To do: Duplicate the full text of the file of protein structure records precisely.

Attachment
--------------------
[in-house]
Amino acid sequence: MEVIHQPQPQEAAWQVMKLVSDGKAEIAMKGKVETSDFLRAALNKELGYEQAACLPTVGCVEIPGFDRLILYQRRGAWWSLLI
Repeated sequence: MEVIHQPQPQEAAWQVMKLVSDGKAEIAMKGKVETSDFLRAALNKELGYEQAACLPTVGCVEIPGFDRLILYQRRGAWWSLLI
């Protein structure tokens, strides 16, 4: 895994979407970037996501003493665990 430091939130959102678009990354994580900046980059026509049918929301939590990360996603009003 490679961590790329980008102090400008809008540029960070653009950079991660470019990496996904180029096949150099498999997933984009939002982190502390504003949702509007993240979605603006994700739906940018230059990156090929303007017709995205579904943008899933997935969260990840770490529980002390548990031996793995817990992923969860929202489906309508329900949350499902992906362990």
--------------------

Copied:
[in-house]
Amino acid sequence: MEVIHQPQPQEAAWQVMKLVSDGKAEIAMKGKVETSDFLRAALNKELGYEQAACLPTVGCVEIPGFDRLILYQRRGAWWSLLI
Repeated sequence: MEVIHQPQPQEAAWQVMKLVSDGKAEIAMKGKVETSDFLRAALNKELGYEQAACLPTVGCVEIPGFDRLILYQRRGAWWSLLI
């Protein structure tokens, strides 16, 4: 895994979407970037996501003493665990 430091939130959102678009990354994580900046980059026509049918929301939590990360996603009003 490679961590790329980008102090400008809008540029960070653009950079991660470019990496996904180029096949150099498999997933984009939002982190502390504003949702509007993240979605603006994700739906940018230059990156090929303007017709995205579904943008899933997935969260990840770490529980002390548990031996793995817990992923969860929202489906309508329900949350499902992906362990």